After it was sold for drug money, lawyer retrieved Dexter Manley's Super Bowl ring

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By Mike Wise
Washington Post Staff Writer
Friday, February 5, 2010

FORT LAUDERDALE, FLA.

For almost 10 years, Dexter Manley asked his friend and benefactor the same question any retired NFL gladiator with gnarled fingers here this week would demand to know: "What happened to my Super Bowl ring?"

John O'Quinn stalled at first -- and then lied.

O'Quinn told the former defensive end that the showy championship ring he won as a Washington Redskin on Jan. 30, 1983, had been given to Manley's wife, Lydia, for safekeeping.

When Lydia told her husband, "You know I don't have it, Dexter," O'Quinn hid the ring, where no one could ever pawn it for drug money again.

"Part of me had a resentment," Manley says now. "I'd be clean for nine months and say, 'Where is it?' and O'Quinn would say, 'I gave it to your wife,' and we kept going back and forth until I would just forget for a while.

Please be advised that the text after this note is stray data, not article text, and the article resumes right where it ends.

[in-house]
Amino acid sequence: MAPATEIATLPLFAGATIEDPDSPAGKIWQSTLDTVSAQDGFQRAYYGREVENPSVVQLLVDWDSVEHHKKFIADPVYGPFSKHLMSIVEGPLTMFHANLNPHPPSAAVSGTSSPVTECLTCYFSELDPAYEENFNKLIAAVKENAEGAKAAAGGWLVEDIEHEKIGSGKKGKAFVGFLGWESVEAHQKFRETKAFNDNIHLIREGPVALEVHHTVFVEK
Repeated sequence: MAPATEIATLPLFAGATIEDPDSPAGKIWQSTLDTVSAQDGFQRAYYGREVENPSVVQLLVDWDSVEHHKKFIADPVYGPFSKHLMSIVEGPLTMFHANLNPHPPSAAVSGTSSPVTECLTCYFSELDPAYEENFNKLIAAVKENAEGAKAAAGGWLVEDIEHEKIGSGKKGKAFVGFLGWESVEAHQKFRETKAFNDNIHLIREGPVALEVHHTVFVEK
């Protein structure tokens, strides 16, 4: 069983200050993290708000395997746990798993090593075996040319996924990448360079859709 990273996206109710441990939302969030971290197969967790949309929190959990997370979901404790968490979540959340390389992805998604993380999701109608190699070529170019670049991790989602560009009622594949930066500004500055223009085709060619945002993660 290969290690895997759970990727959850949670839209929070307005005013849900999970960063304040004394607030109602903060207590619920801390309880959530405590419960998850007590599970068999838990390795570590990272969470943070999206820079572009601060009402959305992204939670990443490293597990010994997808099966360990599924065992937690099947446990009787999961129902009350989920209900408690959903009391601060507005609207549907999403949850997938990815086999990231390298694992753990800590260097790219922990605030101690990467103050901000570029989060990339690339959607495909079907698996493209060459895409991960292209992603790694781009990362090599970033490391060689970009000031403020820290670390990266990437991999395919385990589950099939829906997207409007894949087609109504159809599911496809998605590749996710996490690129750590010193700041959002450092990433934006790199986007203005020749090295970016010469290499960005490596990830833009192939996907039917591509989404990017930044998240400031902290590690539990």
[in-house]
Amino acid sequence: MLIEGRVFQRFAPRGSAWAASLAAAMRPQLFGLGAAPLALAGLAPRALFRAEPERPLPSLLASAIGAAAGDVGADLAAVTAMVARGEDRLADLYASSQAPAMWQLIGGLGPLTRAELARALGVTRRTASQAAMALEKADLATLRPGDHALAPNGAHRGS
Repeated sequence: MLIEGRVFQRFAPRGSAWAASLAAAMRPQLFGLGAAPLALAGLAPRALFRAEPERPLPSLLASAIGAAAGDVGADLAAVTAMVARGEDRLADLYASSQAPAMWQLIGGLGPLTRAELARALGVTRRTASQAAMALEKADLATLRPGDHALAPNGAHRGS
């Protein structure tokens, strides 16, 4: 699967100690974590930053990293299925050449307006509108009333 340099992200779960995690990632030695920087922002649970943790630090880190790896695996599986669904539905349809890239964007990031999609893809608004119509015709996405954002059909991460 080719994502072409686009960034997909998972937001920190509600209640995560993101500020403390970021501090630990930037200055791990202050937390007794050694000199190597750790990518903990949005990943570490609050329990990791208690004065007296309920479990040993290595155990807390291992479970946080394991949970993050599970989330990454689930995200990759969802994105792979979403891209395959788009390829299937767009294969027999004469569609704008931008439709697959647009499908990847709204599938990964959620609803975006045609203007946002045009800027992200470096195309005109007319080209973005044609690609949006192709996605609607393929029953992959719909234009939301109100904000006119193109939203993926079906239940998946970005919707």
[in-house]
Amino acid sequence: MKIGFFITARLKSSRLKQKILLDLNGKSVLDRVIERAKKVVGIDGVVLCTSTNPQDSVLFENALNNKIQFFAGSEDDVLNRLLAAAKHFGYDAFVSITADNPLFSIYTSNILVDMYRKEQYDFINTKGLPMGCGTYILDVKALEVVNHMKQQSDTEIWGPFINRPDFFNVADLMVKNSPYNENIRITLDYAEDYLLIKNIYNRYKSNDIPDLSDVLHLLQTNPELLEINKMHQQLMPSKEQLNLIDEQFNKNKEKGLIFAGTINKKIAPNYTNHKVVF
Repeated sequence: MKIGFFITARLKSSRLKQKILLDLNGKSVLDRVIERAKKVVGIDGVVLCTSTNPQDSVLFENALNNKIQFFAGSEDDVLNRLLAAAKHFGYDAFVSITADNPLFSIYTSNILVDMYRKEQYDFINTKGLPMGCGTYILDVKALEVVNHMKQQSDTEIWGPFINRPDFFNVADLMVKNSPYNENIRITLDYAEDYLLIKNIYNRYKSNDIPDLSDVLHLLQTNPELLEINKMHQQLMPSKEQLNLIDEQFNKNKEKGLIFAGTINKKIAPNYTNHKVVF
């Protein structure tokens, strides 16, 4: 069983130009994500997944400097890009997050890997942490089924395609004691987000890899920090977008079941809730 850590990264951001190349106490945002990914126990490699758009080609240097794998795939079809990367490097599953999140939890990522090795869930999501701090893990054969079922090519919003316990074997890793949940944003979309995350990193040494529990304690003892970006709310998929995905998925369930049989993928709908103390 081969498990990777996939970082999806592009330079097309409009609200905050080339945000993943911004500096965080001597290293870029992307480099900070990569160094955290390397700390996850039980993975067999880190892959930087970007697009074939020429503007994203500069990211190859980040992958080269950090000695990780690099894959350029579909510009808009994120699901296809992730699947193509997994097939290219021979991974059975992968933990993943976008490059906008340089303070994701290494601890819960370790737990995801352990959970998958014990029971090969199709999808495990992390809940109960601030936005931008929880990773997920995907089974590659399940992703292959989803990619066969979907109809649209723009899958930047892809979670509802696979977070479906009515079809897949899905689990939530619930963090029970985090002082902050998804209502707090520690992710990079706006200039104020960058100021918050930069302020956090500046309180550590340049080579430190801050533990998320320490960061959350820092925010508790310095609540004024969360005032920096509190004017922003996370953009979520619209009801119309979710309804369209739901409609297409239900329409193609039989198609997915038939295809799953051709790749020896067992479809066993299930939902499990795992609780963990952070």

"Another part of me knew why he did it and understood that that might have been one of his greatest gifts to me."

The ring was first given to a big-eyed pass rusher for his efforts in crumpling David Woodley, causing the Dolphins quarterback to fumble almost 30 years ago, the night the Redskins won Super Bowl XVII, the franchise's first. It went on to symbolize the depths one man could fall.

John O'Quinn never played in a Super Bowl. But as one of the nation's most prominent trial attorneys in Manley's home town of Houston, the flamboyant millionaire shared the player's hyper-competitiveness, his life and career as frenetic as the 6-foot-3, 250-pound man he called "Dex" through his South Texas twang. O'Quinn had gone almost two decades without losing a case when he met the former Redskins player through another attorney in the mid-1990s.

At the time of their meeting, Manley was trying to "beat the beast," the addiction to cocaine that led to a lifetime banishment from the NFL in 1991. After crack cocaine brought Manley back home to Houston, after he began treating rehab centers as if they were musical chairs, unsuccessfully jumping from one to the next, he got the gumption to ask O'Quinn for a job in 1998.

Manley, O'Quinn knew, could not read until he was 30 years old, an indictment of the college sports machine more concerned with performance on the field than in the classroom. O'Quinn hired him on good faith at the prominent firm he founded. Manley flourished as a researcher and was eventually given his own office on the firm's main floor.


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